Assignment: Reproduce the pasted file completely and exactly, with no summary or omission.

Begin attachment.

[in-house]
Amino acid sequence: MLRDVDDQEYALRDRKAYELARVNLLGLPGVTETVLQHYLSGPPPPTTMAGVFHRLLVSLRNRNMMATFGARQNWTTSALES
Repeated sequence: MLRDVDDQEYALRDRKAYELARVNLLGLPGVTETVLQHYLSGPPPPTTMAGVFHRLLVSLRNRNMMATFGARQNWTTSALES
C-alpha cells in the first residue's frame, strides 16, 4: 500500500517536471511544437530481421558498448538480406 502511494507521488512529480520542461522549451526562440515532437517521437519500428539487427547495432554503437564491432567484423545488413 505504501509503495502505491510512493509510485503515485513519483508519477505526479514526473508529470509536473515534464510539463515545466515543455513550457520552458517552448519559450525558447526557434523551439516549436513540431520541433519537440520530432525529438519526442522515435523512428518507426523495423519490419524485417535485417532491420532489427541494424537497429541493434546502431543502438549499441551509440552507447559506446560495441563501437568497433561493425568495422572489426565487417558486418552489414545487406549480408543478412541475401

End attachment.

[in-house]
Amino acid sequence: MLRDVDDQEYALRDRKAYELARVNLLGLPGVTETVLQHYLSGPPPPTTMAGVFHRLLVSLRNRNMMATFGARQNWTTSALES
Repeated sequence: MLRDVDDQEYALRDRKAYELARVNLLGLPGVTETVLQHYLSGPPPPTTMAGVFHRLLVSLRNRNMMATFGARQNWTTSALES
C-alpha cells in the first residue's frame, strides 16, 4: 500500500517536471511544437530481421558498448538480406 502511494507521488512529480520542461522549451526562440515532437517521437519500428539487427547495432554503437564491432567484423545488413 505504501509503495502505491510512493509510485503515485513519483508519477505526479514526473508529470509536473515534464510539463515545466515543455513550457520552458517552448519559450525558447526557434523551439516549436513540431520541433519537440520530432525529438519526442522515435523512428518507426523495423519490419524485417535485417532491420532489427541494424537497429541493434546502431543502438549499441551509440552507447559506446560495441563501437568497433561493425568495422572489426565487417558486418552489414545487406549480408543478412541475401